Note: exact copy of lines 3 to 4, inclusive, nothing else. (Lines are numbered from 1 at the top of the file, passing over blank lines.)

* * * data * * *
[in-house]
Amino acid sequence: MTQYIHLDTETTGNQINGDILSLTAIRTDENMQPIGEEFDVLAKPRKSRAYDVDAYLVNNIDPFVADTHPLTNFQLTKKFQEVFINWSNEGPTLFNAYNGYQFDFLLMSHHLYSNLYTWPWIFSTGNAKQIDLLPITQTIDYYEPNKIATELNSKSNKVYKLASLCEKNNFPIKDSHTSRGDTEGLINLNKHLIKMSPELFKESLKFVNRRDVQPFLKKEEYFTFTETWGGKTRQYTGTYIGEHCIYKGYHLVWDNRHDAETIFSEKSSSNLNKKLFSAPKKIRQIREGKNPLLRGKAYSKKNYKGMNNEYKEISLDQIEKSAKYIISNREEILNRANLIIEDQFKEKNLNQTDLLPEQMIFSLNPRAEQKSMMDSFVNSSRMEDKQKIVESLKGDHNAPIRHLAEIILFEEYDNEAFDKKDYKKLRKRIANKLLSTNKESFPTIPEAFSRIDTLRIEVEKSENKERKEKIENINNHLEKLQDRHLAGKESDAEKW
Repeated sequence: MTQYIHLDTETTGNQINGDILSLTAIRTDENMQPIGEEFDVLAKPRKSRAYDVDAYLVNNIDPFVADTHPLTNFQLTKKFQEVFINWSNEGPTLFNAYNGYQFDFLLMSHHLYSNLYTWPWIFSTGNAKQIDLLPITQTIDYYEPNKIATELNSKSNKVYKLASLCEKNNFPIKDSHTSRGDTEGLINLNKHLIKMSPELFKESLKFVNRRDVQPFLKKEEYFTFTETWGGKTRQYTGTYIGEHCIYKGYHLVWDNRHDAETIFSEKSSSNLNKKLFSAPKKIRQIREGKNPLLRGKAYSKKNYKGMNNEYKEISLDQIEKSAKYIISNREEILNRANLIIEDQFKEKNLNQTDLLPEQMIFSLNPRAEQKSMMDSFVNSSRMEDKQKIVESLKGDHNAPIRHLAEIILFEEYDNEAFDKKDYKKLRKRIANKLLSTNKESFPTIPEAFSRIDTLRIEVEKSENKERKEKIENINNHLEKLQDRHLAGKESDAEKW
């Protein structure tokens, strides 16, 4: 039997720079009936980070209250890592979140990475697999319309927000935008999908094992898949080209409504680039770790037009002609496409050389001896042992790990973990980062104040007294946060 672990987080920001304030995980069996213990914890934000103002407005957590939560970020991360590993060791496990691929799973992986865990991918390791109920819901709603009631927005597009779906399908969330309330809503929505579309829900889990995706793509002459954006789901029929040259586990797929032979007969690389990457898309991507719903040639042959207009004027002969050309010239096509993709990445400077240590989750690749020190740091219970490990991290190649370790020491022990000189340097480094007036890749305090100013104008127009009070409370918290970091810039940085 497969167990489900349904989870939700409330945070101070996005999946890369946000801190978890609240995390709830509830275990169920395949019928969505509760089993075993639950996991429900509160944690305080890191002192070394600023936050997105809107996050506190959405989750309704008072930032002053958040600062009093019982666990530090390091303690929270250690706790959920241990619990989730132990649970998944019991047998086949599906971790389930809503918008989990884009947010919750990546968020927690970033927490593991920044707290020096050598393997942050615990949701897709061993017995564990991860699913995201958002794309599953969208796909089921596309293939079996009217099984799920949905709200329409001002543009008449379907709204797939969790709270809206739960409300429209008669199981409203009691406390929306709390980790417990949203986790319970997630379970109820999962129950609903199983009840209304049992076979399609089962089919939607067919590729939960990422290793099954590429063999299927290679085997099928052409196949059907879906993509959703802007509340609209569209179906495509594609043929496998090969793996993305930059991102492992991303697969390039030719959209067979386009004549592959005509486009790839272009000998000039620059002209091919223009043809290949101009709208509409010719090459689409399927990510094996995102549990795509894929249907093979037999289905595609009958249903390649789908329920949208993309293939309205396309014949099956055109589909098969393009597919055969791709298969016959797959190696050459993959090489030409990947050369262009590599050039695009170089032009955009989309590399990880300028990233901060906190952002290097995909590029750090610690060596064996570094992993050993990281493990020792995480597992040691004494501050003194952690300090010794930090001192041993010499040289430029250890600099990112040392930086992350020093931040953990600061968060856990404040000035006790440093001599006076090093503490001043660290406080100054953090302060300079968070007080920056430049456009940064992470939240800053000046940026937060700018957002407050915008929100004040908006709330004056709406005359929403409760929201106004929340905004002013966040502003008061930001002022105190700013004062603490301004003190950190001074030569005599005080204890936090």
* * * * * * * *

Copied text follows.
Repeated sequence: MTQYIHLDTETTGNQINGDILSLTAIRTDENMQPIGEEFDVLAKPRKSRAYDVDAYLVNNIDPFVADTHPLTNFQLTKKFQEVFINWSNEGPTLFNAYNGYQFDFLLMSHHLYSNLYTWPWIFSTGNAKQIDLLPITQTIDYYEPNKIATELNSKSNKVYKLASLCEKNNFPIKDSHTSRGDTEGLINLNKHLIKMSPELFKESLKFVNRRDVQPFLKKEEYFTFTETWGGKTRQYTGTYIGEHCIYKGYHLVWDNRHDAETIFSEKSSSNLNKKLFSAPKKIRQIREGKNPLLRGKAYSKKNYKGMNNEYKEISLDQIEKSAKYIISNREEILNRANLIIEDQFKEKNLNQTDLLPEQMIFSLNPRAEQKSMMDSFVNSSRMEDKQKIVESLKGDHNAPIRHLAEIILFEEYDNEAFDKKDYKKLRKRIANKLLSTNKESFPTIPEAFSRIDTLRIEVEKSENKERKEKIENINNHLEKLQDRHLAGKESDAEKW
């Protein structure tokens, strides 16, 4: 039997720079009936980070209250890592979140990475697999319309927000935008999908094992898949080209409504680039770790037009002609496409050389001896042992790990973990980062104040007294946060 672990987080920001304030995980069996213990914890934000103002407005957590939560970020991360590993060791496990691929799973992986865990991918390791109920819901709603009631927005597009779906399908969330309330809503929505579309829900889990995706793509002459954006789901029929040259586990797929032979007969690389990457898309991507719903040639042959207009004027002969050309010239096509993709990445400077240590989750690749020190740091219970490990991290190649370790020491022990000189340097480094007036890749305090100013104008127009009070409370918290970091810039940085 497969167990489900349904989870939700409330945070101070996005999946890369946000801190978890609240995390709830509830275990169920395949019928969505509760089993075993639950996991429900509160944690305080890191002192070394600023936050997105809107996050506190959405989750309704008072930032002053958040600062009093019982666990530090390091303690929270250690706790959920241990619990989730132990649970998944019991047998086949599906971790389930809503918008989990884009947010919750990546968020927690970033927490593991920044707290020096050598393997942050615990949701897709061993017995564990991860699913995201958002794309599953969208796909089921596309293939079996009217099984799920949905709200329409001002543009008449379907709204797939969790709270809206739960409300429209008669199981409203009691406390929306709390980790417990949203986790319970997630379970109820999962129950609903199983009840209304049992076979399609089962089919939607067919590729939960990422290793099954590429063999299927290679085997099928052409196949059907879906993509959703802007509340609209569209179906495509594609043929496998090969793996993305930059991102492992991303697969390039030719959209067979386009004549592959005509486009790839272009000998000039620059002209091919223009043809290949101009709208509409010719090459689409399927990510094996995102549990795509894929249907093979037999289905595609009958249903390649789908329920949208993309293939309205396309014949099956055109589909098969393009597919055969791709298969016959797959190696050459993959090489030409990947050369262009590599050039695009170089032009955009989309590399990880300028990233901060906190952002290097995909590029750090610690060596064996570094992993050993990281493990020792995480597992040691004494501050003194952690300090010794930090001192041993010499040289430029250890600099990112040392930086992350020093931040953990600061968060856990404040000035006790440093001599006076090093503490001043660290406080100054953090302060300079968070007080920056430049456009940064992470939240800053000046940026937060700018957002407050915008929100004040908006709330004056709406005359929403409760929201106004929340905004002013966040502003008061930001002022105190700013004062603490301004003190950190001074030569005599005080204890936090």